On Pandemics and Panic

On Pandemics and Panic


While the world already deals with an ongoing global recession, there are concerns the worst is yet to come. The swine flu, which has killed dozens in Mexico, may become a deadly pandemic. Or maybe not:

“What makes this so difficult is we may be somewhere between an important but yet still uneventful public health occurrence here — with something that could literally die out over the next couple of weeks and never show up again — or this could be the opening act of a full-fledged influenza pandemic,” said Michael Osterholm, a prominent expert on global flu outbreaks with the University of Minnesota.

“We have no clue right now where we are between those two extremes. That’s the problem,” he said.

No one knows how serious this strain of flu is and there’s no understanding yet as to why there have been so many deaths in Mexico while all those infected in the U.S. have recovered. But we can’t just concern ourselves with the potential for catastrophic deaths, we must also concern ourselves with the potential for panic.

Here in the San Antonio area, officials closed a high school after a third students developed swine flu (the first two were the earliest Texas cases and both recovered). The local news did one of those door-to-door neighborhood segments in which they stick a mic into people’s faces and ask such professional questions as “How does it make you feel? Scary isn’t it?”

If this flu turns out to be a lingering problem, the kind of exploitation witnessed by the local news here can’t be how the media behave as a whole.

In a potential crisis, calm delivery of the facts is essential. But I fear the media have lost the ability to report on anything without sensationalizing the facts. Playing on our fears has proved such a reliable way to get our attention that I fully expect the cable news outlets to soon have theme music and spinning graphics for their “Pandemic Reports”. Even if this virus ends up being no worse than the typical flu, the media could create, if not outright panic, at least a level of unease that turns us all into agoraphobics. The last thing our economy needs is for everyone to start staying home.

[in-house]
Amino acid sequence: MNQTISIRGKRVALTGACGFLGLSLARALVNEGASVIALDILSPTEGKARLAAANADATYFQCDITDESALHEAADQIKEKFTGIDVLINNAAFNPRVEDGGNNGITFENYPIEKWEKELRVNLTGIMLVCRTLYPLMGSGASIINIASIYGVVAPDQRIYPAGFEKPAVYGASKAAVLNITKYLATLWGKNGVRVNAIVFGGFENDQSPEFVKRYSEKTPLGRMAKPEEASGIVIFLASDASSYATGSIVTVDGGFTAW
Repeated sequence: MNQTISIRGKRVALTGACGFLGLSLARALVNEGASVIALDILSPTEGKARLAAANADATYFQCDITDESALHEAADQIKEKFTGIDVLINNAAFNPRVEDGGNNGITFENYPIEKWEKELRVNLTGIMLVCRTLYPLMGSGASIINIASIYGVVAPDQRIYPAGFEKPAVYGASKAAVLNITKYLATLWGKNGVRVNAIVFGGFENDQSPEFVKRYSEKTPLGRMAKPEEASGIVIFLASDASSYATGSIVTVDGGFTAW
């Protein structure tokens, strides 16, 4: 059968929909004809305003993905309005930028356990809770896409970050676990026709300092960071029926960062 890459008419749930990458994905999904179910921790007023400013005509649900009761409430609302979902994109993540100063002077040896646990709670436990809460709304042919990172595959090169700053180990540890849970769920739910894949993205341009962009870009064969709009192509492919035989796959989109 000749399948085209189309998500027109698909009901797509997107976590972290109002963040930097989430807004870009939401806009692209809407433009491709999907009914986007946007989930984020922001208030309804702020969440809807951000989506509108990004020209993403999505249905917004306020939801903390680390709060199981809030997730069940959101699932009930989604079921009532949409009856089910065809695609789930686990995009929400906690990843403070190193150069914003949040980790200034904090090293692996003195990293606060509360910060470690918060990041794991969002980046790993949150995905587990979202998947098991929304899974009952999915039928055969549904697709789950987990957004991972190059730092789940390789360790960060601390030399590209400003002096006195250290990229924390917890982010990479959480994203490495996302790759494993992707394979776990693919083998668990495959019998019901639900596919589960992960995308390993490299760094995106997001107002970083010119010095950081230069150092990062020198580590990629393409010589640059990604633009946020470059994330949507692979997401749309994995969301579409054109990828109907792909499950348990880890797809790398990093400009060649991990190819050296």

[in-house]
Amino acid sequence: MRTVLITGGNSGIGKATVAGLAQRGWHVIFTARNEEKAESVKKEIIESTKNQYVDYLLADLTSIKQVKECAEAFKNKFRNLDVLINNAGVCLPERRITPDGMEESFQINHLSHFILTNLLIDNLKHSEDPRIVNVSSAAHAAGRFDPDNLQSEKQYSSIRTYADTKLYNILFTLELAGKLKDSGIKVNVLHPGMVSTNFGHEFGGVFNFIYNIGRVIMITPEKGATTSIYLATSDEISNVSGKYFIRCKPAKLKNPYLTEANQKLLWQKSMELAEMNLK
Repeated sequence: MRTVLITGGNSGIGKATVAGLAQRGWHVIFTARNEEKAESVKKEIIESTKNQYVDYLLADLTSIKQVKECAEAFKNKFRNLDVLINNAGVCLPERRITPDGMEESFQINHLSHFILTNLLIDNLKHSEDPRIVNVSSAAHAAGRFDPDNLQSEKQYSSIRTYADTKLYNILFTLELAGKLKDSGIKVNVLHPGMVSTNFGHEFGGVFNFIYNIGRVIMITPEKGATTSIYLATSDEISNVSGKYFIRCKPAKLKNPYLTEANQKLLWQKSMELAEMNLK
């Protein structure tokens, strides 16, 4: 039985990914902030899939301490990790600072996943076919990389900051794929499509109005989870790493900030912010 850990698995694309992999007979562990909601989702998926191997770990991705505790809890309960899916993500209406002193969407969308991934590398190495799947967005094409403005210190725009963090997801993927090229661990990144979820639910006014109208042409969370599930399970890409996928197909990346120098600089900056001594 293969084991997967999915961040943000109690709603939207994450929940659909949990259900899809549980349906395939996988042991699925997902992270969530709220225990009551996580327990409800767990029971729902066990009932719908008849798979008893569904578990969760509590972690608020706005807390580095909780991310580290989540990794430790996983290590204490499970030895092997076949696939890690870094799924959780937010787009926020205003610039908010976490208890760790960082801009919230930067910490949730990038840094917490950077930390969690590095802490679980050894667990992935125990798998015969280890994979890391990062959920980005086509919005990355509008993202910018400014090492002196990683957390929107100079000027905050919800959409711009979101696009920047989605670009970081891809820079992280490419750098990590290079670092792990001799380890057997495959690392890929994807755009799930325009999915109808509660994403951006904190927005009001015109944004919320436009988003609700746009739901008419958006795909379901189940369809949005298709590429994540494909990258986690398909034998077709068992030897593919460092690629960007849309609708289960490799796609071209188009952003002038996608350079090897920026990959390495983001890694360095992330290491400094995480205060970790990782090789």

Of course, if the swine flu does become catastrophically deadly, my concerns about media representation will seem pointless. We’ll have far greater worries than how sensational our news is. But that’s a scenario we all hope will be avoided.

  • Kevin

    and no HHS Secretary, Thanks again Party to NO where

  • Trescml

    I think the biggest issues will arise when people in the US start dying (and it will likely happen in opinion). People don’t blink at the 30,000 plus that die from the flu each year, but when whipped up into a frenzy can force actions that are worse than the actual disease. This should be watched carefully and contingency plans need to be dusted off quickly, but I agree Alan that the press has a role to be informative without going overboard for the sake of ratings.

  • Rich

    “there’s no understanding yet as to why there have been so many deaths in Mexico while all those infected in the U.S. have recovered.”

    Yeah, because we all know that the US has the absolute WORST healthcare system in the world. Just look – Cuba has no reported swine flu cases!! Just another reason why we need to duplicate their healthcare system here!!!

    Are you serious?!? “No understanding” why there are swine flu deaths in a developing country but no deaths in the US??

    Maybe we really DO need to adopt Hillarycare/Obamacare in the US….after all, it would be downright arrogant of the US citizens to recover from swine flu while other great countries let thier citizens die….

  • http://sidewaysmencken.blogspot michael reynolds


    You might want to wait for some actual scientific data before you leap astride your hobby horse and ride it around the ring.

    Let’s wait and see whether this swine flu is dismbiguated from some other illness in Mexico. Just to take one possibility. Or find out whether the virus has mutated after its initial strike. Or whether there might have been different methods of transmission resulting in different effects.

    It’s a bit early to decide that this is cause for yelling about the health care system more broadly.

  • http://detroitskeptic.com/blogs Nick Benjamin


    If we lose anybody to this pandemic it will prove the health system needs replacing. Remember our government alone spends more, per capita, on health care than any other government in the world. It’s not because our population is aging, or we’re rich. Europe and Japan are way older than us, and we’re not that much richer (per capita) than the rest of the world. We’re actually poorer than Luxembourg and Norway.

    Remember that when you defend the status quo. You not only have to prove we’re better than Mexico, and Cuba. You have to prove we’re better than France and Britain. A lot better.

    Good luck with that. You’ll probably be able to prove we’re better than Cuba, but the industrialized world does better than us on every measure I can think of. Which means that a) our system is really shitty, as it can’t keep people healthy even when we give it twice the funding the Brits give their system; or b) the entire world is lying to make us look bad.

    Cue Glenn Beck.